Creating a ‘social isolation dream board’
My ‘fix it’ dream board and other useful ways to spend your free time
I used to think it was annoying when I was a kid. I’d want to hang out with my (late) grandfather in his basement, but he’d always be fixing something or gardening. Meanwhile I would much rather hang out at Chi Tung, or play Tonk, Blackjack or War with him. Sometimes I’d settle down next to my (late) grandmother and watch “Golden Girls” re-runs. But quite frankly, I preferred being a magnet on my grandfather’s hip and eventually ended up in his basement workshop anyway.
He bought his home for less than $100 and built/repaired the whole thing from the ground up. So I couldn’t really judge his need to always want to hammer, screw or drill something — anything. That was his world. And so I sat there and halfheartedly watched my host in his workshop, still talking his ear off and looking at what he was doing. I didn’t realize that those not-so-quiet visits were useful.
When I rented my first condo, I remember my landlady complaining, “You need to be more handy. I have to teach you how to fix stuff.” I used to hiss at her that she sounded too much like “the Thai version of my grandfather.” She shrugged and said, “Well, you do! Get handy so you can buy your unit!” Initially I thought it was a scam to get me to fix things so she didn’t have to. We butt heads about that a lot because, as a renter, I didn’t want to fix squat. Still though, I admired watching this woman outside in our front garden, building her own fence because she refused to pay anyone else to do it. Every time I saw her, she either had hammer and nails or gardening gloves on.
While our camaraderie was later ruined by “the bigot across the hall,” what I will always respect about her was whatever she wanted me to fix, she would (forcibly) walk me through it. It gave me flashbacks of my grandfather’s demonstrations. By the time I purchased a condo, I was absolutely shocked that I was able to complete most of my own plumbing jobs and some electric tasks. Where in the hell did I learn how to do all of this? And how did I manage not to electrocute myself or flood the whole building? Home Depot became my home away from home.
You’d be surprised by what you learn by accident, simply by observing people who have learned a trade. Vocational schools aren’t what they used to be, but there’s something to be said for those who can make a full-time permanent living from one specified talent.
The dream board idea to pass your time wisely
There will be many people online during the coronavirus scare who have suggestions for meaningless (but probably entertaining) YouTube videos, Netflix movies and sitcoms, podcasts and more. However, I challenge you to try something else.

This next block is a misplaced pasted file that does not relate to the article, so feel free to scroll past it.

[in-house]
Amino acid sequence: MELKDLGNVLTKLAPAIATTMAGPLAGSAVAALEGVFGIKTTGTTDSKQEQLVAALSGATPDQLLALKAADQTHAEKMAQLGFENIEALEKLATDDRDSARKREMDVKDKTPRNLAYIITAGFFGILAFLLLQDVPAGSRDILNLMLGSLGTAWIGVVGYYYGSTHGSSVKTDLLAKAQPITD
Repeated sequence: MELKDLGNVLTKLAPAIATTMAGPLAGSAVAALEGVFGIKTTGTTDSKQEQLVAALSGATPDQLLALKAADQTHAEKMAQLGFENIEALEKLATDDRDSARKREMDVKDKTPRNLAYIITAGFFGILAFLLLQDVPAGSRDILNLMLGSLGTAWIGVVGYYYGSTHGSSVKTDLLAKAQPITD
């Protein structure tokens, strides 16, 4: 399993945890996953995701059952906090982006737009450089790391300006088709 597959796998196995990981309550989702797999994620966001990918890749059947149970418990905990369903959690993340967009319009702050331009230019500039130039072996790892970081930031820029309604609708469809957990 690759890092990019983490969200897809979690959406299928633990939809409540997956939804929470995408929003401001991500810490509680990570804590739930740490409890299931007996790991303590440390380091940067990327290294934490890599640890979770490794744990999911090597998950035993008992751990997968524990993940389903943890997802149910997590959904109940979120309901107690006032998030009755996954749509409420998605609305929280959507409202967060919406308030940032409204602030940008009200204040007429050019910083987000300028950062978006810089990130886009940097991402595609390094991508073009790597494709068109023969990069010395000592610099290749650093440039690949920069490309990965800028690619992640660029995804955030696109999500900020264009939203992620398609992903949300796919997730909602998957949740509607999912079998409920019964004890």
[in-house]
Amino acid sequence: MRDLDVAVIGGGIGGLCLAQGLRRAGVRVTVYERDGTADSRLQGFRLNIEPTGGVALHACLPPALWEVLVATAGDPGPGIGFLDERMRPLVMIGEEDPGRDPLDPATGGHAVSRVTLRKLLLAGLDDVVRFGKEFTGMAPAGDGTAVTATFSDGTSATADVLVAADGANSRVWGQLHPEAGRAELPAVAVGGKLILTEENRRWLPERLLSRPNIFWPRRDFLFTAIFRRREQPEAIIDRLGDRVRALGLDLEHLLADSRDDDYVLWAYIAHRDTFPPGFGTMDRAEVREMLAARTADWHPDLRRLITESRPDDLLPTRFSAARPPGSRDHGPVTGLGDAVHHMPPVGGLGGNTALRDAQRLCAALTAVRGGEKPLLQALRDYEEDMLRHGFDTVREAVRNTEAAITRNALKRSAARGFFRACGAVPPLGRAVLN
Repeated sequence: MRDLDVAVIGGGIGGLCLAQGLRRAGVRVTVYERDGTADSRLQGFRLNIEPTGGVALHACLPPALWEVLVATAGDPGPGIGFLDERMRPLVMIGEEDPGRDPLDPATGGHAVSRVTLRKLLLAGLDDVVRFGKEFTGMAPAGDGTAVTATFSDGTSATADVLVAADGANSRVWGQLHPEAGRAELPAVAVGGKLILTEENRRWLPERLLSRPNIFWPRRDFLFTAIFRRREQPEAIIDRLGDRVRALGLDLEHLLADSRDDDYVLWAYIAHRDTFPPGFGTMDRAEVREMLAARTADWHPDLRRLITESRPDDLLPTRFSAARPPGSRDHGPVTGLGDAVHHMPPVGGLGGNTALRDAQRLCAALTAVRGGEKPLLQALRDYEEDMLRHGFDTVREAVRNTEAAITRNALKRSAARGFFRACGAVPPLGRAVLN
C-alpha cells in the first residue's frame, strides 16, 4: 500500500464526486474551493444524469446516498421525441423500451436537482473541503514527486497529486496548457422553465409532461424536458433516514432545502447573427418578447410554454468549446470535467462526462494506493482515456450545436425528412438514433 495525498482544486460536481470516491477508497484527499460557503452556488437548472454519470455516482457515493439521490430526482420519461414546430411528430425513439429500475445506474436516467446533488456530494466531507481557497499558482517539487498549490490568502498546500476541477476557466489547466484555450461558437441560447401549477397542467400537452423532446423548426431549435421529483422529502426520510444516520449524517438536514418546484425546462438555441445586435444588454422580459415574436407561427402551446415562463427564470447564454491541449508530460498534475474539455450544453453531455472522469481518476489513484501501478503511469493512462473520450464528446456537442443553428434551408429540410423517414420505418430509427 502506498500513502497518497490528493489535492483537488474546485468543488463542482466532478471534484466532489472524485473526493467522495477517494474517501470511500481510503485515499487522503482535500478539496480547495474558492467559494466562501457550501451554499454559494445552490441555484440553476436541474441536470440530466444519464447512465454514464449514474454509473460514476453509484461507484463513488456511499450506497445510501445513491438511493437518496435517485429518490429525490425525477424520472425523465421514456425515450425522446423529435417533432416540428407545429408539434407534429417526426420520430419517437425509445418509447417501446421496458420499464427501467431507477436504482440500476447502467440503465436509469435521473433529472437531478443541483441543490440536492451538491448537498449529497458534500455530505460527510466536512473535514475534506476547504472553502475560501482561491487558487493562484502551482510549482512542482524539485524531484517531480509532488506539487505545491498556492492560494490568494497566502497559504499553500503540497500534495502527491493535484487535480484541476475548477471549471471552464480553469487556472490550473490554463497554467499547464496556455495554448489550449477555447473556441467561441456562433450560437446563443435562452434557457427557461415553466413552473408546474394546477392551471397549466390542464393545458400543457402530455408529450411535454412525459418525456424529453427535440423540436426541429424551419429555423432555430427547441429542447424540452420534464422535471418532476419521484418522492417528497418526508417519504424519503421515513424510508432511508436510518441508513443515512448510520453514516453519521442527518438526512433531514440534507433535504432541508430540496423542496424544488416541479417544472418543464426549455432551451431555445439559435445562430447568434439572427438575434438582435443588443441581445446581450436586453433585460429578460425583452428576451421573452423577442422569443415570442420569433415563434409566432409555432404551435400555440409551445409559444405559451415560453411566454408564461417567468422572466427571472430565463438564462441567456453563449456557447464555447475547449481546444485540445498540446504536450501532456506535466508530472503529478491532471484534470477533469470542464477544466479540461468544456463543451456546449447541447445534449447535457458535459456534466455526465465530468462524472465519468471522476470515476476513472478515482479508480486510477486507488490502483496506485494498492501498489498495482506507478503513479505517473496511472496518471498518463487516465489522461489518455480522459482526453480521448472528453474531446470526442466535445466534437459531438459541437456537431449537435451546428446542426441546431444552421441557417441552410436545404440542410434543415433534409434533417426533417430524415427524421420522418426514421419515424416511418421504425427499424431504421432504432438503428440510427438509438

- Create a dream board of what you would like to learn by the time the social isolation — mandatory or not — ends. It could be weeks. It could be months. Just assume it’s going to be awhile.
- Make sure to include on that dream board topics that are as useful as they are interesting for you over the long term, preferably financially.
- Set up a schedule (once a day is fine, once a week is depressing — how long are we really going to be isolated?) to find magazine articles, how-to video tutorials and step-by-step instructions on how to do more of [insert talent/trade here]. Decide how much time you want to dedicate to learning this craft. I’m giving myself 30 minutes per day.
On my dream board, I plan to learn two topics: 1) How to fix more random things around my condo (if ever broken). I bought the place. I definitely do not want to invite people in to fix anything right now. I may as well use this time and all of these tech resources to gain a general understanding of how to do it myself. My grandfather and landlord have done their part, and it’s time for me to take all the lessons they gave me to learn more. 2) Stop stumbling over financial language. My poor economics teacher in high school tried so very hard to teach us about investing stocks, but I chose flirting with the cute boy behind me through the whole class — the entire semester. Surprisingly, I still remember the basics and my Kiplinger magazine subscription helps more. If I want passive income, there’s absolutely no downside to learning how to invest.
Whatever topic you’ve always wanted to learn but never had the time to do it, here’s your chance. Don’t spend your entire day on Facebook, arguing about reality TV or something else that doesn’t do you any good in the long term. Let’s get to fixing!
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